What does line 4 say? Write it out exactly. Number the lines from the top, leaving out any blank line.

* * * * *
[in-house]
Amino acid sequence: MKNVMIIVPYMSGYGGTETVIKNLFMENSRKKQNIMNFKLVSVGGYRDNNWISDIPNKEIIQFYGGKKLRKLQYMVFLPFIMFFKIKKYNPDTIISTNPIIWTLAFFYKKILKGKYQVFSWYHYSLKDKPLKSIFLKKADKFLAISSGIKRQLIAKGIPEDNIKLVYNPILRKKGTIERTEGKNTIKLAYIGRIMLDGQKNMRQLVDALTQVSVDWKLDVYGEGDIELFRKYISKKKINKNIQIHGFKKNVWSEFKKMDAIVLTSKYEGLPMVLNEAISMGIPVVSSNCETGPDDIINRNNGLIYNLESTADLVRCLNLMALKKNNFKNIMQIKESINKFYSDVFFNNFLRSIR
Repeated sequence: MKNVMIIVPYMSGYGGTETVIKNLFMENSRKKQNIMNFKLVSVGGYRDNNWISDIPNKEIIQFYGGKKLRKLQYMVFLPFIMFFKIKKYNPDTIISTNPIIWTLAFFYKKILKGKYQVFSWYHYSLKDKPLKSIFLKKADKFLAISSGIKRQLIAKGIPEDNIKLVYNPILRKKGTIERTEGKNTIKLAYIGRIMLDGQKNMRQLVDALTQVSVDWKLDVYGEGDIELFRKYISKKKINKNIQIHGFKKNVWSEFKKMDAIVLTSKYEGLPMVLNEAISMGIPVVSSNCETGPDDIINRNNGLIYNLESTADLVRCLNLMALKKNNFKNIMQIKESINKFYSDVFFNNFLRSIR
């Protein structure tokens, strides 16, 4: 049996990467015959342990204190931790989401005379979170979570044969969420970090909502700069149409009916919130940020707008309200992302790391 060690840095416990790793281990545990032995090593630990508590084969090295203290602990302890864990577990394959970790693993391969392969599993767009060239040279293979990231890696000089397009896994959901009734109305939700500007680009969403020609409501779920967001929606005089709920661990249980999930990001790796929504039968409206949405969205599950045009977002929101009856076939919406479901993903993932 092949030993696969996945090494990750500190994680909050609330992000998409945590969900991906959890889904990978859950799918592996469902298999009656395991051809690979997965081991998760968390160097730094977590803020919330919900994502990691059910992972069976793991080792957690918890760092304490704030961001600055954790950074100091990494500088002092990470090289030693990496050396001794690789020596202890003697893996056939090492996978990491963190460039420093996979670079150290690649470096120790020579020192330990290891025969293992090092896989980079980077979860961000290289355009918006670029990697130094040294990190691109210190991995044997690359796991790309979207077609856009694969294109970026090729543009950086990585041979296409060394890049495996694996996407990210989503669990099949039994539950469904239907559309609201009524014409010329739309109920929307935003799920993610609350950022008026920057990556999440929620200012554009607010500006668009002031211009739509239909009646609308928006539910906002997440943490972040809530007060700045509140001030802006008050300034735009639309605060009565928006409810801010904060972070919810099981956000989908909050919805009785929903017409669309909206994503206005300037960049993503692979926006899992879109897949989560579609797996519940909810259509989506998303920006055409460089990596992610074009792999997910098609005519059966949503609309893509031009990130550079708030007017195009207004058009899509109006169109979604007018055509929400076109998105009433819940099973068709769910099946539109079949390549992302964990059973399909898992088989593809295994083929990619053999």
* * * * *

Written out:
């Protein structure tokens, strides 16, 4: 049996990467015959342990204190931790989401005379979170979570044969969420970090909502700069149409009916919130940020707008309200992302790391 060690840095416990790793281990545990032995090593630990508590084969090295203290602990302890864990577990394959970790693993391969392969599993767009060239040279293979990231890696000089397009896994959901009734109305939700500007680009969403020609409501779920967001929606005089709920661990249980999930990001790796929504039968409206949405969205599950045009977002929101009856076939919406479901993903993932 092949030993696969996945090494990750500190994680909050609330992000998409945590969900991906959890889904990978859950799918592996469902298999009656395991051809690979997965081991998760968390160097730094977590803020919330919900994502990691059910992972069976793991080792957690918890760092304490704030961001600055954790950074100091990494500088002092990470090289030693990496050396001794690789020596202890003697893996056939090492996978990491963190460039420093996979670079150290690649470096120790020579020192330990290891025969293992090092896989980079980077979860961000290289355009918006670029990697130094040294990190691109210190991995044997690359796991790309979207077609856009694969294109970026090729543009950086990585041979296409060394890049495996694996996407990210989503669990099949039994539950469904239907559309609201009524014409010329739309109920929307935003799920993610609350950022008026920057990556999440929620200012554009607010500006668009002031211009739509239909009646609308928006539910906002997440943490972040809530007060700045509140001030802006008050300034735009639309605060009565928006409810801010904060972070919810099981956000989908909050919805009785929903017409669309909206994503206005300037960049993503692979926006899992879109897949989560579609797996519940909810259509989506998303920006055409460089990596992610074009792999997910098609005519059966949503609309893509031009990130550079708030007017195009207004058009899509109006169109979604007018055509929400076109998105009433819940099973068709769910099946539109079949390549992302964990059973399909898992088989593809295994083929990619053999």